When encountering a file, it will check if the file name is How To Restore Your Files.txt or if the file extension is .__NIST_K571__ to avoid encrypting the ransom note or encrypted files.

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Figure 14: Traversing through folders

Kill File Owner

Similar to Conti or REvil ransomware, Babuk utilizes the Windows Restart Manager to terminate any process that is using files. This ensures that nothing prevents it from opening and encrypting the files.

This is accomplished through the calls RmStartSession, RmRegisterResources, and RmGetList to get a list of processes that are using the a specified file. If the process is not explorer.exe or a critical process, then Babuk will call TerminateProcess to kill it.

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Figure 15: Killing processes that are using files

File Encryption

Babuk’s file encryption is divided into 2 different types - small file encryption and large file encryption.

For small files that are les than 41943040 bytes or roughly 41 MB in size, the file is mapped entirely and encrypted with ChaCha8 two times.

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Figure 16: Small file encryption

With large files, encryption is a bit different. To save time, the entire file is divided into three equally-large regions.

For each of these regions, only the first 10485760 bytes or 10 MB will be encrypted.

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Figure 17: Large file encryption

For encryption, Babuk uses the two ChaCha8 keys generated from the ECDH shared secret’s SHA256 hash as the encrypting keys and the first 12 bytes of the shared secret as nonce.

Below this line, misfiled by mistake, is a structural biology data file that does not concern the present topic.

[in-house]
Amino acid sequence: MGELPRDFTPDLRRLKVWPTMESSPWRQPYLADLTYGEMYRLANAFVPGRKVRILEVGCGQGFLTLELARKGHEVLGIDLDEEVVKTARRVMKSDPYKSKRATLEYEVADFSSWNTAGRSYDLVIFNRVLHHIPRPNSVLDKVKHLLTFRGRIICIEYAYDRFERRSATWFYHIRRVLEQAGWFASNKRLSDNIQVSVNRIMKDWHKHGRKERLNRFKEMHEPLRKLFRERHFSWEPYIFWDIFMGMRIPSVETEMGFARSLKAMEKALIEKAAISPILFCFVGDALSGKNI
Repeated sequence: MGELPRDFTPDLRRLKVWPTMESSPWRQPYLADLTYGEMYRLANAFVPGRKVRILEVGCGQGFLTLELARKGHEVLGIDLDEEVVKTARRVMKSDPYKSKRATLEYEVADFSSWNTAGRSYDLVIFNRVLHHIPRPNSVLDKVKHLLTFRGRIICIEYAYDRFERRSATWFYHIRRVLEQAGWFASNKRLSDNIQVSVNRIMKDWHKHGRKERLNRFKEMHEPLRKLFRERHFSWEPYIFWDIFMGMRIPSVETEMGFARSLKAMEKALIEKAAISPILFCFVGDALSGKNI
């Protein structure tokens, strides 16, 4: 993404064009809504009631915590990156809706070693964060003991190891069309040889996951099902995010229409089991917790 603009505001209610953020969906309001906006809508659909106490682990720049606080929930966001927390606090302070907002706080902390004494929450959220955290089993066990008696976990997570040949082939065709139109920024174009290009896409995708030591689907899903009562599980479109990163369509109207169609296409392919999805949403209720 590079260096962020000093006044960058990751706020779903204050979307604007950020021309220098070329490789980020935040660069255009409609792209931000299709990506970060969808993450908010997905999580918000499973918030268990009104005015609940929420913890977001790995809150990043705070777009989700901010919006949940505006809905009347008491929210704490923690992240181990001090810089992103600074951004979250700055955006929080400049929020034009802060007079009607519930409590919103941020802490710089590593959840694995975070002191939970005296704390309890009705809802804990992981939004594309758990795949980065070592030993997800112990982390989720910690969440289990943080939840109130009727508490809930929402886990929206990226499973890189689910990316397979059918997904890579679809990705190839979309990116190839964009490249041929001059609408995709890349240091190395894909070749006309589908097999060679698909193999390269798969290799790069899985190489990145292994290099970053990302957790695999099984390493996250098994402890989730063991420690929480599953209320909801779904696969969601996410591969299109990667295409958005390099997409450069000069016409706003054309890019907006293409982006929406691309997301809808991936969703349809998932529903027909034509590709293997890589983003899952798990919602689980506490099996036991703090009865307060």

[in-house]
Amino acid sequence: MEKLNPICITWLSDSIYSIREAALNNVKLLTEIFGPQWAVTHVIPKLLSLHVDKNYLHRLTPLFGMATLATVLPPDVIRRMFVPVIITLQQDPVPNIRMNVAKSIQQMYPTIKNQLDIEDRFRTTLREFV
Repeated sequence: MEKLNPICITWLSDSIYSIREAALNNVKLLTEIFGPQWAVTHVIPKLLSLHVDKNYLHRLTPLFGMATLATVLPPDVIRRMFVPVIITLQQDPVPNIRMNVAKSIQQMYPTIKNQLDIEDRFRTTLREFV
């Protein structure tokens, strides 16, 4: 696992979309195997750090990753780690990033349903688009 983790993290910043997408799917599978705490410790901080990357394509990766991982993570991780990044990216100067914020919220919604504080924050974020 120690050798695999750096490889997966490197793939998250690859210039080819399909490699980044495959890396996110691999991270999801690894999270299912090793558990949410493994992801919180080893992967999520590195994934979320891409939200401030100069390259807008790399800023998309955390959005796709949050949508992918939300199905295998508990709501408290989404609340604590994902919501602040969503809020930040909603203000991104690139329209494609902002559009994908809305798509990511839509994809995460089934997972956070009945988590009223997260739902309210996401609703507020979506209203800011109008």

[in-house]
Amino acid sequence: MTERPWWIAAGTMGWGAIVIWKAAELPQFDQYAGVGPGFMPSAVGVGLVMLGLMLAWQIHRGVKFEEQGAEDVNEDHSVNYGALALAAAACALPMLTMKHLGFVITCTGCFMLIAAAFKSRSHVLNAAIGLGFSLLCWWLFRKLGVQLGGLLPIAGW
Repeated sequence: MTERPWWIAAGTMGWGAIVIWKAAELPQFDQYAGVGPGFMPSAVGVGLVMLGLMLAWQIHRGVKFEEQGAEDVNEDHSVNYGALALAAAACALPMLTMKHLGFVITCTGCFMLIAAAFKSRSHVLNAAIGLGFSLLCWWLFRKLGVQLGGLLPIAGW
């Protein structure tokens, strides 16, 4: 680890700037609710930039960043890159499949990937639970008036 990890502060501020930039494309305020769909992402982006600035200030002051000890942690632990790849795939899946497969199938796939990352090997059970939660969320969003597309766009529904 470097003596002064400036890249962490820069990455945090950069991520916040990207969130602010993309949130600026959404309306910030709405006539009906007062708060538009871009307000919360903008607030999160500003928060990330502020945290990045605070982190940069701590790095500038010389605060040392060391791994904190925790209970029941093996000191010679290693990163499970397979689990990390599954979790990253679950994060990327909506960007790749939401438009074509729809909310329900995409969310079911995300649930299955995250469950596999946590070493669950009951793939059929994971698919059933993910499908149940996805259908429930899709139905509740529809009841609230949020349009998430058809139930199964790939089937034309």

Remote File Encryption

To encrypt the remote drives from the victim machine, Babuk calls WNetGetConnectionW to retrieves the name of the network resources associated with those drives and pass them to the encrypting thread.

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Figure 18: Encrypting remote drives

It also encrypts network shares on the machine’s LAN given the correct parameter.

Babuk calls WNetOpenEnumW and WNetOpenEnumW to traverse through remote folders on the network and encrypts file using the similar recursive method mentioned above.

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Figure 19: LAN Encryption

Key Findings

Babuk is a new ransomware that started at the beginning of this year. Despite the amateur coding practices used, its strong encryption scheme that utilizes Elliptic-curve Diffie–Hellman algorithm has proven effective in attacking a lot of companies so far.

Because the malware authors are using one private key for each Babuk sample, it’s clear that their main target is large corporations instead of normal computer users. So far, according to the website embedded in the ransom note as well as the leaks on Raidforums, they have sucessfully compromised 5 different companies in the world.

Message to newer victims

I recently notice I’m getting a lot more traffic from Europe on this page, which I’m assuming newer victims are viewing this to better their understanding of the ransomware.

This blog post is really out of date because Babuk has evolved a lot, and the malware is drastically different from what I talk about here.

If recent Babuk victims are interested in getting more information about the newer version of this ransomware or require any assistance with analyzing any sample, feel free to reach out to me through my email cdong49@gatech or Twitter!


rule BabukRansomware {
	  	description = "YARA rule for Babuk Ransomware"
		reference = ""
		author = "@cPeterr"
		date = "2021-01-03"
		rule_version = "v1"
		malware_type = "ransomware"
		tlp = "white"
		$lanstr1 = "-lanfirst"
		$lanstr2 = "-lansecond"
		$lanstr3 = "-nolan"
		$str1 = "BABUK LOCKER"
		$str2 = ".__NIST_K571__" wide
		$str3 = "How To Restore Your Files.txt" wide
		$str4 = "ecdh_pub_k.bin" wide
		all of ($str*) and all of ($lanstr*)